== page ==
Top Down Gentrification: How Prominent Are Social Controls in Government Sponsored Mixed-Income Development?
Saturday, November 14, 2015
Riverfront South/Central (Hyatt Regency Miami)
*Names in bold indicate Presenter
The replacement of public housing with government sponsored mixed-income development may bring about neighborhood change, both physical and social. Low-income housing demolition and reconstruction for a large percentage of market rate housing is linked to gentrification. Scholars (Lees, 2008; Hackworth and Smith, 2001) equate programs such as HOPE VI with government sanctioned gentrification, whereby public funding appears to displace low-income families in coveted spaces near central business districts. Redevelopment of public housing in places such as Cabrini Green in Chicago replaced a large percentage of low-income housing on the North Side waterfront, encouraging middle-income families to relocate to previously undesirable neighborhoods. Poverty deconcentration as a goal for national housing efforts under HUD has been attempted in many locations in U.S. metropolitan areas. Currently, approximately 260 Public Housing developments have been converted to mixed-income housing through the Hope VI program (HUD 2015). Anecdotal evidence suggests that new residents moving into mixed-income housing Hope VI projects buy into the location with trepidation about neighboring with government-subsidized residents (Owens 2012). Consequently, to make publicly funded mixed-income development function, one might expect building management to be sensitive to new residents' reservations, perceived or real. Recent qualitative research (Owens, 2012) concluded that efforts to attract and retain new residents were employed in New Orleans Hope VI development. Observations, interviews and focus group data indicated that an important strategy used included a set of social controls both formal and informal by the housing management agency. Specifically, the study showed that, spatial design, common space utilization, and tenant policies diminished social space accessible to low-income residents, minimized social interaction and essentially quieted the neighborhood.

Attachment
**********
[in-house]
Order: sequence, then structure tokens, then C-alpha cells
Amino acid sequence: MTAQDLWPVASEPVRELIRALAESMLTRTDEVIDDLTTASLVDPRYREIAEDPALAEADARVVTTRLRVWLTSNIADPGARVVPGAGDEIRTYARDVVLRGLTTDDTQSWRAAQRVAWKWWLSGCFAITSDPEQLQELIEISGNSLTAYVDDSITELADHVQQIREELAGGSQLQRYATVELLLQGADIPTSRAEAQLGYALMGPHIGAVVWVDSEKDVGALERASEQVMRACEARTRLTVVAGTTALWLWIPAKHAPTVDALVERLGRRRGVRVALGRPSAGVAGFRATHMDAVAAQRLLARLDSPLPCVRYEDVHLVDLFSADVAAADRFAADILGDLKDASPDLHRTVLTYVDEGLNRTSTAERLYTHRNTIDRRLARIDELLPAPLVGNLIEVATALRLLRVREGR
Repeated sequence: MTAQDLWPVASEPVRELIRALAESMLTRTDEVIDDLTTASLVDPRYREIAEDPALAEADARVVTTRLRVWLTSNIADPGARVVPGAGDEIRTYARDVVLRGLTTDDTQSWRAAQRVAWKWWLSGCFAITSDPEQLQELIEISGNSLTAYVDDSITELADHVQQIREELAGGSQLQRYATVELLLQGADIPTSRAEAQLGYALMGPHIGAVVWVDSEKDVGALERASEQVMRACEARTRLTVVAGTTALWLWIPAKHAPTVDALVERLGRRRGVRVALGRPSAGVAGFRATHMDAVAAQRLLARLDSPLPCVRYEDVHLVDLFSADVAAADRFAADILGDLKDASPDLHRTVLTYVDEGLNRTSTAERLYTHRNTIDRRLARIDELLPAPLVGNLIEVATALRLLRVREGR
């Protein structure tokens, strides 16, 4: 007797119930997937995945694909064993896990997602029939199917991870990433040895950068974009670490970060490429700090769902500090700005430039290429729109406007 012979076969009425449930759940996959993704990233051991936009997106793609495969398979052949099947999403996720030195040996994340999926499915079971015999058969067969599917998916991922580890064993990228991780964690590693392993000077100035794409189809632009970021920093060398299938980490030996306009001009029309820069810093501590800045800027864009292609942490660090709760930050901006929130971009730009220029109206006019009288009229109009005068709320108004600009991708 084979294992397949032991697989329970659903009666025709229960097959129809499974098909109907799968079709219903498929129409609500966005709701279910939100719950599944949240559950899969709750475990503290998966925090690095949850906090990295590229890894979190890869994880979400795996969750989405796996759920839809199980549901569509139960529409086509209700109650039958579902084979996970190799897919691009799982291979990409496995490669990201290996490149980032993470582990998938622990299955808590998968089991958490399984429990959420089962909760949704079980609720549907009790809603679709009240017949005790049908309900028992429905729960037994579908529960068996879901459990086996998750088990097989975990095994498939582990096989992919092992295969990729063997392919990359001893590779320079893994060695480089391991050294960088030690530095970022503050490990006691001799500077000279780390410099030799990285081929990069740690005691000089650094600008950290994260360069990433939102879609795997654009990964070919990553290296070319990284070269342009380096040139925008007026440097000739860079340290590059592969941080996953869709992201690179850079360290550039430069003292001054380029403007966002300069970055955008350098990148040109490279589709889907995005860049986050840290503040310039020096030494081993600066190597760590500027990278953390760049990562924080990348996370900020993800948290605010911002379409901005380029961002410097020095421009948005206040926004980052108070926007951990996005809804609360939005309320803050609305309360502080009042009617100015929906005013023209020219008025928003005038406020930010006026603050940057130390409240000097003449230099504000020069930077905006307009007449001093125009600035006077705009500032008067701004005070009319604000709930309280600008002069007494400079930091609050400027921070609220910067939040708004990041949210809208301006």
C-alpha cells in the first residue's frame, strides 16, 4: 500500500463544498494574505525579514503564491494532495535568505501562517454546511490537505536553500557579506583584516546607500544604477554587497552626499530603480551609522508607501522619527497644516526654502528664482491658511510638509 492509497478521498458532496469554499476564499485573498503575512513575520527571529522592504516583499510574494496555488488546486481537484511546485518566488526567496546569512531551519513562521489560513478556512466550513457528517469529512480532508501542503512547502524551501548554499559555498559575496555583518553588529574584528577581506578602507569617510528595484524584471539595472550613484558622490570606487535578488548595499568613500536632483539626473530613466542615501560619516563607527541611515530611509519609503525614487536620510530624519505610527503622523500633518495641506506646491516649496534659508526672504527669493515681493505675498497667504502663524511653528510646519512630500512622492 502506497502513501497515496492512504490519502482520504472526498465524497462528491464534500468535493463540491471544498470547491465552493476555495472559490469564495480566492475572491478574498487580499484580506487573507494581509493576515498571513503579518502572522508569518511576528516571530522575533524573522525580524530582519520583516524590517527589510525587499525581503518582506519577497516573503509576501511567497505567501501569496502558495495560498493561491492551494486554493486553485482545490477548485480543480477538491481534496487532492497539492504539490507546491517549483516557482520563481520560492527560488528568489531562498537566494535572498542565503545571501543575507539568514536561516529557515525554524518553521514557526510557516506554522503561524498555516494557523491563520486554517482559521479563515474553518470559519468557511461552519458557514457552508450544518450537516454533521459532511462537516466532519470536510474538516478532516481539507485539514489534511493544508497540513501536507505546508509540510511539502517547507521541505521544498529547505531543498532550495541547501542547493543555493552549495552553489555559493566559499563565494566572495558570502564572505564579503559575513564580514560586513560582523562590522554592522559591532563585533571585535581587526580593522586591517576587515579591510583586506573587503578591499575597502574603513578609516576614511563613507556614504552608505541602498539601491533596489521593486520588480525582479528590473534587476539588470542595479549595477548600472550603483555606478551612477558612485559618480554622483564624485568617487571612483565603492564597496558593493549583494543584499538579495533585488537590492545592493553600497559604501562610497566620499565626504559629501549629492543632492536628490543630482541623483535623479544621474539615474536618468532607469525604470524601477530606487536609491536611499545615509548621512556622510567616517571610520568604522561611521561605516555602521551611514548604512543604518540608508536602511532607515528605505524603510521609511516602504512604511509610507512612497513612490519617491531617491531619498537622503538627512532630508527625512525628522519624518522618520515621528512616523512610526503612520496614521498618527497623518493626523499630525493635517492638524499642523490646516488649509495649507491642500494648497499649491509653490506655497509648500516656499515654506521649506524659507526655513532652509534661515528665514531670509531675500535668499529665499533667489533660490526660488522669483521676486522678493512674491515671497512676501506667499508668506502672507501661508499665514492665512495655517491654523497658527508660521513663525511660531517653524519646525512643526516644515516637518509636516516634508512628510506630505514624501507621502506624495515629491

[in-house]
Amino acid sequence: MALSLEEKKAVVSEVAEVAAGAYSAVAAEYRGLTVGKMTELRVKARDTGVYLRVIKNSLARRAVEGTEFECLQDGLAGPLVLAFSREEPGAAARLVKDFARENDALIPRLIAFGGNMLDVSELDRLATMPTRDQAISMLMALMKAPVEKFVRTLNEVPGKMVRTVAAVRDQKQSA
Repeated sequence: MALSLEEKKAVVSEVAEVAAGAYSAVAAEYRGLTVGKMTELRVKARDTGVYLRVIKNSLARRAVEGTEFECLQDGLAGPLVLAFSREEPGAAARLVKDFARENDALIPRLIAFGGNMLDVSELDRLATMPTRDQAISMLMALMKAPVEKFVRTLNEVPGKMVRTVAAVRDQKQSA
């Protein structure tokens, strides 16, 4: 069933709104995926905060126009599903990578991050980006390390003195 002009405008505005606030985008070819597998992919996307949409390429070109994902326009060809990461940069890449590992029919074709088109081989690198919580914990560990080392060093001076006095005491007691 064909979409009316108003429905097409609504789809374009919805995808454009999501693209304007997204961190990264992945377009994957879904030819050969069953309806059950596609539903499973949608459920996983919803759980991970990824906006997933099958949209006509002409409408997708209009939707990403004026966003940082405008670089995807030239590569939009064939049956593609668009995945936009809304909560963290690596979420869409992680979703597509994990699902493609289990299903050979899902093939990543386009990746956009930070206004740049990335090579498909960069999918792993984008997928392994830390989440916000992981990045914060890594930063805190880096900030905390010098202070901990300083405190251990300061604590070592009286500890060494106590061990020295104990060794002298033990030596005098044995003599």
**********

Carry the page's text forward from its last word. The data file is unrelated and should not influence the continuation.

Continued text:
Utilizing a mixed-methods approach, the authors examine the use of social controls both informal and formal in a random selection of 50 percent of Hope VI development in U.S. metropolitan areas. Residential policies and questionnaires administered to 130 Hope VI Housing Management agencies (Housing Authorities or their designee) will be collected and merged with quantitative data about the Hope VI development and tracts where the mixed-income development exists. The authors expect to identify whether social controls exists or if social controls have ever been utilized more systematically in government sponsored mixed-income development and if so, under which circumstances social controls are observed. Extant literature suggests that gentrification may be a key motivation of social control policy discharge. The authors will identify neighborhood change conditions associated with the period of social control. This research will shed light on government sponsored mixed-income development and instances of social control practices while highlighting its association with the gentrification process.